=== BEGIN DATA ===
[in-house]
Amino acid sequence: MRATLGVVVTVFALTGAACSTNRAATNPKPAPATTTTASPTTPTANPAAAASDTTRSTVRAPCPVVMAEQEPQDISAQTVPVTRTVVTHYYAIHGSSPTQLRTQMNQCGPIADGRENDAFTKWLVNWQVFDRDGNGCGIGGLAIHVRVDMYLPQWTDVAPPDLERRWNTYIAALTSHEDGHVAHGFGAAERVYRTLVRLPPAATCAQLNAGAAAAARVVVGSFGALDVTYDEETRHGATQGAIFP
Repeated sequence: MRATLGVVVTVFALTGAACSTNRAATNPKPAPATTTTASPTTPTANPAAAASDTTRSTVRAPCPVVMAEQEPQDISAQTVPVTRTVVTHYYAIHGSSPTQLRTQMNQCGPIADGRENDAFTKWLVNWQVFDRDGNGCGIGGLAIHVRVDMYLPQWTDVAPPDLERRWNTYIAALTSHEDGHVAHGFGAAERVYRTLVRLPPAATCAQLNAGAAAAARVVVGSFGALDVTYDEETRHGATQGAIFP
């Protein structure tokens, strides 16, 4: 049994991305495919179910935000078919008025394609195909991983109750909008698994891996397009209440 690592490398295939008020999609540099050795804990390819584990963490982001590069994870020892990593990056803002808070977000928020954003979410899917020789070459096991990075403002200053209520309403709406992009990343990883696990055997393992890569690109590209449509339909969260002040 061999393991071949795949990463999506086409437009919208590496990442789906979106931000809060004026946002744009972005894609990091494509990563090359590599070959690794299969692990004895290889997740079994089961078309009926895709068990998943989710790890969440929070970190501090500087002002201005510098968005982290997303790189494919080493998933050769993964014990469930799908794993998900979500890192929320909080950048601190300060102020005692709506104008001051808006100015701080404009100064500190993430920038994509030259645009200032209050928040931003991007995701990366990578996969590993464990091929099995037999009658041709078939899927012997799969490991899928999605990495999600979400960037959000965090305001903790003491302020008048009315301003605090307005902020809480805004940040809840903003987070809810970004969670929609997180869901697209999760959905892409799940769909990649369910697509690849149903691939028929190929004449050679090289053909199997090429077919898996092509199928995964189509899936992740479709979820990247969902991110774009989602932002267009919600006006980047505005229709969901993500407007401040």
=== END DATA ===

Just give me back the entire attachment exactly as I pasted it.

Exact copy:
[in-house]
Amino acid sequence: MRATLGVVVTVFALTGAACSTNRAATNPKPAPATTTTASPTTPTANPAAAASDTTRSTVRAPCPVVMAEQEPQDISAQTVPVTRTVVTHYYAIHGSSPTQLRTQMNQCGPIADGRENDAFTKWLVNWQVFDRDGNGCGIGGLAIHVRVDMYLPQWTDVAPPDLERRWNTYIAALTSHEDGHVAHGFGAAERVYRTLVRLPPAATCAQLNAGAAAAARVVVGSFGALDVTYDEETRHGATQGAIFP
Repeated sequence: MRATLGVVVTVFALTGAACSTNRAATNPKPAPATTTTASPTTPTANPAAAASDTTRSTVRAPCPVVMAEQEPQDISAQTVPVTRTVVTHYYAIHGSSPTQLRTQMNQCGPIADGRENDAFTKWLVNWQVFDRDGNGCGIGGLAIHVRVDMYLPQWTDVAPPDLERRWNTYIAALTSHEDGHVAHGFGAAERVYRTLVRLPPAATCAQLNAGAAAAARVVVGSFGALDVTYDEETRHGATQGAIFP
């Protein structure tokens, strides 16, 4: 049994991305495919179910935000078919008025394609195909991983109750909008698994891996397009209440 690592490398295939008020999609540099050795804990390819584990963490982001590069994870020892990593990056803002808070977000928020954003979410899917020789070459096991990075403002200053209520309403709406992009990343990883696990055997393992890569690109590209449509339909969260002040 061999393991071949795949990463999506086409437009919208590496990442789906979106931000809060004026946002744009972005894609990091494509990563090359590599070959690794299969692990004895290889997740079994089961078309009926895709068990998943989710790890969440929070970190501090500087002002201005510098968005982290997303790189494919080493998933050769993964014990469930799908794993998900979500890192929320909080950048601190300060102020005692709506104008001051808006100015701080404009100064500190993430920038994509030259645009200032209050928040931003991007995701990366990578996969590993464990091929099995037999009658041709078939899927012997799969490991899928999605990495999600979400960037959000965090305001903790003491302020008048009315301003605090307005902020809480805004940040809840903003987070809810970004969670929609997180869901697209999760959905892409799940769909990649369910697509690849149903691939028929190929004449050679090289053909199997090429077919898996092509199928995964189509899936992740479709979820990247969902991110774009989602932002267009919600006006980047505005229709969901993500407007401040």